Over the past few years, Gillette’s market share has fallen from 71% to 59%.  Upstart subscription services like the Dollar Shave Club (bought for $1 billion by Unilever nine months ago) and and its smaller clone Harry’s (which I use) have emerged.

Gillette has, I think, done the only things it can to repair the damage from creating a pricing umbrella under which competitors can prosper.  It is reducing prices.  It has already established its own mail order blade service.  On the other hand, Harry’s is now available in Target stores.   Unilever will likely use the Dollar Shave Club platform to distribute other grooming products.  So the potential damage is contained but not eliminated.  Competition may also spread.

The lesson from the story:  the cost of preventing competitors from entering a market is always far less than the expense of minimizing the damage once a rival has emerged.  That’s often only evident in hindsight.  Part of the problem is that once a competitor has spent money to create a toehold, it will act to protect the investment it has already made.  So its cost of exit becomes an additional barrier to its withdrawal from the market.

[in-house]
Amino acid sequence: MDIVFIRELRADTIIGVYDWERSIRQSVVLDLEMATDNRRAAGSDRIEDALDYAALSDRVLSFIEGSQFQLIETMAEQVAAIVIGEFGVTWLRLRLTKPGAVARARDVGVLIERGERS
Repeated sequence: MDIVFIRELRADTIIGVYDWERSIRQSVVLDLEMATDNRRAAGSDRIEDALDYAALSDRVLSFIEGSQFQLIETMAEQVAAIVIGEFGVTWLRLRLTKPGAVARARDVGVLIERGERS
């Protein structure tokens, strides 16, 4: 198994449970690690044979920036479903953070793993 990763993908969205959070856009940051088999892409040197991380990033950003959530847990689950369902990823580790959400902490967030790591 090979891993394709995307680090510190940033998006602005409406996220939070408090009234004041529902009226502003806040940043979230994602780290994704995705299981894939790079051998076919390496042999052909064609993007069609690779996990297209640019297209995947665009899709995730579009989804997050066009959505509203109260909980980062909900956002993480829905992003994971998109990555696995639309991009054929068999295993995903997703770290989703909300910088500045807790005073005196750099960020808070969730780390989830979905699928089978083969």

the changing nature of competition

Happy Halloween!!

This is the continuation of my post from last Friday.

A generation ago, establishing a competitive edge in a business was about having plant and equipment, operating that physical capital efficiently and, for consumer-facing firms, advertising to create and maintain a brand image.

First mover advantage was often key, since it might allow the initial entrant to achieve economies of scale (lower unit costs) in manufacturing or marketing that would discourage potential rivals  by making their path to profits prohibitively long and expensive.

The Internet, and the rise of China as a low-cost contract manufacturing hub, changed all that.  Supply chain management software did allow vertically integrated companies to coordinate actions much more efficiently.  But it also gave smaller, more focused firms the power to create virtual integration using third-party supply chain partners.